Selling to the Facebook focus group (not a good idea)
Everyone in marketing (and also now politics) is familiar with the focus group. This is technique where you have a structured conversation with a very small group of people selected to be representative of your whole target audience. Focus groups work because sufficiently skilled practitioners can draw conclusions and insights from that very small group that are relevant to the larger group. Their most common usage in marketing to understand how people will react to new products, but mostly how they will react to new ads. (As an aside, I have always found it amazing how many brands come to understand what consumers think of their products or services only through the lens of how they understand their advertising).
The relationship a brand, or the researcher representing it, establishes with the people in a focus group is quite a strange one. Quite often, the brand may not even reveal itself, but the participants are frequently encouraged to disclose highly personal information about themselves, which they do both because they are paid a small sum but mostly because they feel flattered to believe that their opinion counts for something. After the session ends, the relationship finishes. It is very rare to return, or even report back, to the participants unless they have been recruited as part of a panel designed to see how thoughts and opinions shift rather than define what those opinions are. Certainly the brands concerned don’t believe there is any advantage in preserving a relationship with attendees at focus groups or even encouraging the participants to buy their product or service: you don’t sell to the focus group, you get insights from the focus group in order to then sell to the much larger group of consumers or customers.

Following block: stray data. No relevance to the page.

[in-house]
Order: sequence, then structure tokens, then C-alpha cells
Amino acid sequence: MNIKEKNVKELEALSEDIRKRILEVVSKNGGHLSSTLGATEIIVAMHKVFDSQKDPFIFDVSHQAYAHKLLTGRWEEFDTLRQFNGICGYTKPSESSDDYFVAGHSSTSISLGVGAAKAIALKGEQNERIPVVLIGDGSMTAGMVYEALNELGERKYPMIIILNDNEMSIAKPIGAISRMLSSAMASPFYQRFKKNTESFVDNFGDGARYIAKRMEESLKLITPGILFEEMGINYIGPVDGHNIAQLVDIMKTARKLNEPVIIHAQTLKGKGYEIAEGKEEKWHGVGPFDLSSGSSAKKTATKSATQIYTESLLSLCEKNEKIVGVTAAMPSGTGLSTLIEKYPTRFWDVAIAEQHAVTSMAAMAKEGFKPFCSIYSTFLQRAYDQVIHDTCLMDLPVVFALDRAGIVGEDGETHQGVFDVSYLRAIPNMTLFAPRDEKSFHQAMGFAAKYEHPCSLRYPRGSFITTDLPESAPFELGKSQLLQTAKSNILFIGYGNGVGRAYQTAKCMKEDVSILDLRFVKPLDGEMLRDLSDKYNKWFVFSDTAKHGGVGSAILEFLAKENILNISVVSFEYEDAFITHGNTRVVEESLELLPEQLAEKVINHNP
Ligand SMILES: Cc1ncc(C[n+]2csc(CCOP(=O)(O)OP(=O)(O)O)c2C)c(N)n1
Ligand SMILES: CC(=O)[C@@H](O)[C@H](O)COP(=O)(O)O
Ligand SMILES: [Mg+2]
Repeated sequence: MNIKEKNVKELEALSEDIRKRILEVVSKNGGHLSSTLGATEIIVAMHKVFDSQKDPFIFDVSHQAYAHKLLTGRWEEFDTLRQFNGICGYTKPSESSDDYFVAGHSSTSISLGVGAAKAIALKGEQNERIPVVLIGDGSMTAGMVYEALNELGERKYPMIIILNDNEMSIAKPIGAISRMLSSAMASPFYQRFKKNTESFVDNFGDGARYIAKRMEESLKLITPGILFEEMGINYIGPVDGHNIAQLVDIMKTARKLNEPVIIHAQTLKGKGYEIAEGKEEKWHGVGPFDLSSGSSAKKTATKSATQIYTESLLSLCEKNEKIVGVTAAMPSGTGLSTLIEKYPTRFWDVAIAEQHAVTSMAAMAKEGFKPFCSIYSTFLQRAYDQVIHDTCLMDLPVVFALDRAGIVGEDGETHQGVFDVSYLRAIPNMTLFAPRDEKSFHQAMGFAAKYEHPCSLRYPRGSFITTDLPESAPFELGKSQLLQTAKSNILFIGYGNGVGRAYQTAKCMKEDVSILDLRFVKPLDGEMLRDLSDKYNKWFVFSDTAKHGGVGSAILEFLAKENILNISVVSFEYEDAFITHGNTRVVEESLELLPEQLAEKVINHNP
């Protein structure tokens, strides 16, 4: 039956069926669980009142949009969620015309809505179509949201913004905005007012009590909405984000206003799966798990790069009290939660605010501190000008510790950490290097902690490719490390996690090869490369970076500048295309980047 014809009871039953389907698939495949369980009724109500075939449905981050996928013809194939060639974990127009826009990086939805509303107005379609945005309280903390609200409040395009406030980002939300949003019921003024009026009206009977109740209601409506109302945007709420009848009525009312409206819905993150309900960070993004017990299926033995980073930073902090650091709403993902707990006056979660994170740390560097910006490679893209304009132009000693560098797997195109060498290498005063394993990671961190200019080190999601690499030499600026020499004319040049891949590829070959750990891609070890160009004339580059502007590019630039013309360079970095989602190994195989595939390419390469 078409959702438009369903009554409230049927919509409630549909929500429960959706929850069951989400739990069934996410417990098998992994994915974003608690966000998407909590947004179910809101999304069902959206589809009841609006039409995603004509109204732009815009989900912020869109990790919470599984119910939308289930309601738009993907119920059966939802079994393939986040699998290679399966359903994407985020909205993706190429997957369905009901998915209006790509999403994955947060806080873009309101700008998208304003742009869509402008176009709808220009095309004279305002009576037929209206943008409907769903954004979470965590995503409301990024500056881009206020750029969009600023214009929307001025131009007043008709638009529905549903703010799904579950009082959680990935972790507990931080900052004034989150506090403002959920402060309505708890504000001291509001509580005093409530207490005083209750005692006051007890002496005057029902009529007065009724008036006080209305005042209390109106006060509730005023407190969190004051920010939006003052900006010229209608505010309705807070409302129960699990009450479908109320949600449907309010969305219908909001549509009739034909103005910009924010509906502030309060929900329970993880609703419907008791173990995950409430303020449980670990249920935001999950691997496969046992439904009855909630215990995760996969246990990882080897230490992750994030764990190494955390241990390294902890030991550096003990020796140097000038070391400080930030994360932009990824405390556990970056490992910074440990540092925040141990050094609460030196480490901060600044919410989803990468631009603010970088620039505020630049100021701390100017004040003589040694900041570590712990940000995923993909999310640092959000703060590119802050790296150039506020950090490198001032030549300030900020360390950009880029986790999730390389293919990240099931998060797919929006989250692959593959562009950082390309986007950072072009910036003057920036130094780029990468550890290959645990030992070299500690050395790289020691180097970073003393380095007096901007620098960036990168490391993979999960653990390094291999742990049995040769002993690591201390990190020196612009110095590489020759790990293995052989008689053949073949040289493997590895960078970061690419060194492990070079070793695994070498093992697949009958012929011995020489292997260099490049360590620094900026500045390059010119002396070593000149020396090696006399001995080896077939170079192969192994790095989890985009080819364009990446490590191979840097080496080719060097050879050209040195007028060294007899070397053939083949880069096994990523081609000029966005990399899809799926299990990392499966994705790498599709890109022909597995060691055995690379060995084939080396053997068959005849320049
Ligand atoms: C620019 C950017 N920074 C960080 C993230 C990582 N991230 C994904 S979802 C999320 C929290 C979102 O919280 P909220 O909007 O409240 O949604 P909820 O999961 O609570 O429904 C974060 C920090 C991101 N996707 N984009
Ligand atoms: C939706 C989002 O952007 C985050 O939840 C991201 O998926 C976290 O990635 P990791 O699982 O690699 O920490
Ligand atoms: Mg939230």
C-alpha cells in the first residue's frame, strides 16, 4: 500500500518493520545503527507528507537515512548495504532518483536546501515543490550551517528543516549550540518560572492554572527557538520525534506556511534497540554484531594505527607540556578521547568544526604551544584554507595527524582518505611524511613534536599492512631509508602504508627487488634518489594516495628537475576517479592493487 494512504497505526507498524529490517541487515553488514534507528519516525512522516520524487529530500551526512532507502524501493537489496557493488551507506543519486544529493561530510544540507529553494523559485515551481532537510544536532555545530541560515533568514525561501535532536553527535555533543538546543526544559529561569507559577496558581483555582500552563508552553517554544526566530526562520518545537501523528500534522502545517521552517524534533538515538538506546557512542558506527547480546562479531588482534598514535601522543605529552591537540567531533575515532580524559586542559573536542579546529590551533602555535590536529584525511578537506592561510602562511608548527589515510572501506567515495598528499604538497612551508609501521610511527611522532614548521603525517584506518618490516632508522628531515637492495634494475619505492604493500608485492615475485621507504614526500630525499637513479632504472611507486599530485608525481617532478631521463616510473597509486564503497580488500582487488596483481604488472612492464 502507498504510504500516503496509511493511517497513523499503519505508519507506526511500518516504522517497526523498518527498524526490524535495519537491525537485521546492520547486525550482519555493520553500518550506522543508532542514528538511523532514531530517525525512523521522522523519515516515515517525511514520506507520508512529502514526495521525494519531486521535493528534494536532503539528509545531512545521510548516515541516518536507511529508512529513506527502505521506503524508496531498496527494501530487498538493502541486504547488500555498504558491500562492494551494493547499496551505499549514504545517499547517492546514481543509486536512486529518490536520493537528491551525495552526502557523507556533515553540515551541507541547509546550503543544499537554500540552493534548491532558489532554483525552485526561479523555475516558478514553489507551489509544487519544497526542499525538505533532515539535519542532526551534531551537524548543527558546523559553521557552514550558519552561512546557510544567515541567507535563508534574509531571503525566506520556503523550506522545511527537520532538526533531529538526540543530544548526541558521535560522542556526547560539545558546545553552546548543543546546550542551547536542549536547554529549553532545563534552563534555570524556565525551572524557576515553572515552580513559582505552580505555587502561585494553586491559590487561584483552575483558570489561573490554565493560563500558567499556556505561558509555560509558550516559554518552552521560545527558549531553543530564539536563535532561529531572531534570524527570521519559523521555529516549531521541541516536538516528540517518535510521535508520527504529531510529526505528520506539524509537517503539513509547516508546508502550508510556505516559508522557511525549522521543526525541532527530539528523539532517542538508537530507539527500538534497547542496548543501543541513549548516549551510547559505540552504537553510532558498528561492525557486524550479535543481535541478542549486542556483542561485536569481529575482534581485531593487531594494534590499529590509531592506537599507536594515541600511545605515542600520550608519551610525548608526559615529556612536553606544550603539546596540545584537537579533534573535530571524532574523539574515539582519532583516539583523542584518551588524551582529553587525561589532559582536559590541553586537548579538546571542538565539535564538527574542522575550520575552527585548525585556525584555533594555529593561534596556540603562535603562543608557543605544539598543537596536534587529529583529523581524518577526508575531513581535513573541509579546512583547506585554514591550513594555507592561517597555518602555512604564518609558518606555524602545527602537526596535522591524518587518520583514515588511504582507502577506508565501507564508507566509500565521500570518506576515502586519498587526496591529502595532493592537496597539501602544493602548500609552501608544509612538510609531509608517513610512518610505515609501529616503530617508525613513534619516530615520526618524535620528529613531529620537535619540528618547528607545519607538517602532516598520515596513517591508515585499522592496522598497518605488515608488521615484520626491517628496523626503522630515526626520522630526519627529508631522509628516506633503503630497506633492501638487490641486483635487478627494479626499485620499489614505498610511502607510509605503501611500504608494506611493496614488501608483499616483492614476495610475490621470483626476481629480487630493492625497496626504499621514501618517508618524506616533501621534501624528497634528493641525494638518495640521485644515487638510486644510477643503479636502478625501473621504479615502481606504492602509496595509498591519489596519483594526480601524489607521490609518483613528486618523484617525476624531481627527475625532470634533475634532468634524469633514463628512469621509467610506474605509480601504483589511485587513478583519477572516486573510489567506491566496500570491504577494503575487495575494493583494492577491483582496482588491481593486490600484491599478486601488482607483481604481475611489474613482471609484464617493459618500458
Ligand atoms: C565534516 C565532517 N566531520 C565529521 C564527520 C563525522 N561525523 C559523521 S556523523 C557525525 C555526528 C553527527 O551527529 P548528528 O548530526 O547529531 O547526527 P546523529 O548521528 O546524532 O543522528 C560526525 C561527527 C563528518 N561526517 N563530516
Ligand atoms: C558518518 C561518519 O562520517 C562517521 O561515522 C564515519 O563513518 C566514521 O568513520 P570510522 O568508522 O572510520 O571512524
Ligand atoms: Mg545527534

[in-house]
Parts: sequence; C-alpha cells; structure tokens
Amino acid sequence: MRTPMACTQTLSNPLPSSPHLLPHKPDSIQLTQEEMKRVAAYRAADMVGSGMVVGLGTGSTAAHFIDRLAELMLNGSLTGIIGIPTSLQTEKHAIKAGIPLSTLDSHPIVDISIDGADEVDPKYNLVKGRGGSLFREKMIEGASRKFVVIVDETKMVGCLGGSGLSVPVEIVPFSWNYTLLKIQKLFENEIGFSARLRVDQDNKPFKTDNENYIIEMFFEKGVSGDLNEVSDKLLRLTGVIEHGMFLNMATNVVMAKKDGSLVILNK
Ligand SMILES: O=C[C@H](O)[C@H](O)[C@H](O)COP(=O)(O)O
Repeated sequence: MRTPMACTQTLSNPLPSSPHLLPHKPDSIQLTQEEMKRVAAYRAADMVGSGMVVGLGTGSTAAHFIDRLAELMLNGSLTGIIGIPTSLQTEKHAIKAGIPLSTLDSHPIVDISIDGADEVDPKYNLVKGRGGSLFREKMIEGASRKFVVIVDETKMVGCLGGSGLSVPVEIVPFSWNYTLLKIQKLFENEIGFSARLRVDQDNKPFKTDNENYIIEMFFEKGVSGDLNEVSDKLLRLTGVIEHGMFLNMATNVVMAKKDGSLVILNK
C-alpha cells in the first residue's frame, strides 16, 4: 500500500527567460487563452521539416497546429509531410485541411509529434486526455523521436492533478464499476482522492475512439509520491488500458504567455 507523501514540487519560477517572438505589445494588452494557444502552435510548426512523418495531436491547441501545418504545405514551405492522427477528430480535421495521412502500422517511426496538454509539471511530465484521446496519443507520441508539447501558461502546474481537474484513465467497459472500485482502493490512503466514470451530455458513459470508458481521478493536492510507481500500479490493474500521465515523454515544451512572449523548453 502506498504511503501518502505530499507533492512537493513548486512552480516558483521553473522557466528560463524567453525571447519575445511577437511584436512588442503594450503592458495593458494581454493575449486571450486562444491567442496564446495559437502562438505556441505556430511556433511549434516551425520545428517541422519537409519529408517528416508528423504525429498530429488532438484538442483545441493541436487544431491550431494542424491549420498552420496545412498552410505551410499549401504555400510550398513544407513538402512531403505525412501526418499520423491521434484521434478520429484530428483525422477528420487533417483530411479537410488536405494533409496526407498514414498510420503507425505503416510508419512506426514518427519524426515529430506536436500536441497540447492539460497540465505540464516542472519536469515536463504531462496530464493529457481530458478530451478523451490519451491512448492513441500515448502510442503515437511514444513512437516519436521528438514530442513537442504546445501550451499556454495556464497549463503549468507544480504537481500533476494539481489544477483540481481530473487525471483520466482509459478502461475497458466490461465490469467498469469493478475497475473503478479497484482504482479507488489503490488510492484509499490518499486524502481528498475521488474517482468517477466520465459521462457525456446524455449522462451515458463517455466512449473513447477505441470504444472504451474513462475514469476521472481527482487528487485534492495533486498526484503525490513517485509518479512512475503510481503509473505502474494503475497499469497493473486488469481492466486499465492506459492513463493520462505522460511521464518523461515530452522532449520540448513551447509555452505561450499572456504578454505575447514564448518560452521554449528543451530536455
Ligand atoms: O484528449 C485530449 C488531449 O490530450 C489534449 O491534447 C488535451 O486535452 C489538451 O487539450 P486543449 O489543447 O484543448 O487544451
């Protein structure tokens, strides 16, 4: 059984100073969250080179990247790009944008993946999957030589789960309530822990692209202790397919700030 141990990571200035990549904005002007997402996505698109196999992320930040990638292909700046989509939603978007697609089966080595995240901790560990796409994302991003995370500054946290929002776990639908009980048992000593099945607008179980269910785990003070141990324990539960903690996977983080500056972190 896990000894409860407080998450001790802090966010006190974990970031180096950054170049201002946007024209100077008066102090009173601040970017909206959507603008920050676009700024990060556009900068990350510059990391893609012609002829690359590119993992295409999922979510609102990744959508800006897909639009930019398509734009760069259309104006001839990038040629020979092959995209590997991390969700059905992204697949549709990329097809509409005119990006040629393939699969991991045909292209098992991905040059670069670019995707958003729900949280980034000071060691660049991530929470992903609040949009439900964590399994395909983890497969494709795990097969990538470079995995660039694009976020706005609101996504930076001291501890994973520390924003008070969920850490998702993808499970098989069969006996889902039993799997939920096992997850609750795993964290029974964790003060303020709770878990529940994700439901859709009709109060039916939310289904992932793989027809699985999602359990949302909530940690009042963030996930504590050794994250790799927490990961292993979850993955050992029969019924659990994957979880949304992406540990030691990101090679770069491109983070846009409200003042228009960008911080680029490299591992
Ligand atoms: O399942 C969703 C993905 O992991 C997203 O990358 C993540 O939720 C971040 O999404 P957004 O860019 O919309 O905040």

Facebook, as far as a brand manager is concerned, is basically a focus group and if you want to use it effectively the same rules apply, namely:
- use Facebook as a place to have a conversation with a small group of your target audience in order to work out how to change or improve your product or service,
- don’t waste time and effort trying to sell, or even necessarily ‘engage’ with the focus group because it is never, in and of itself, going to be big or influential enough to significantly move the needle on sales or brand reputation.
Very few brands have worked this out. There seems to be a belief that because a group is ‘on’ Facebook, some sort of magic social media fairy dust will be sprinkled on it which will cause whatever positive engagement is created to spread throughout the network to all the target consumers. This won’t happen in 99.999% of occasions. OK, you may be able to have some level of interaction with more people on Facebook that you would in conventional focus groups – but not that many more, and certainly not enough to make an impact. OK, those people that you do reach have a better ability and slightly more incentive to spread any positive experience amongst their friends, but again – not that much more ability and not that much more incentive. And I know that much of the desire to harvest ‘likes’ is driven by data capture and CRM considerations – but this isn’t ‘social’ media it is anti-social marketing.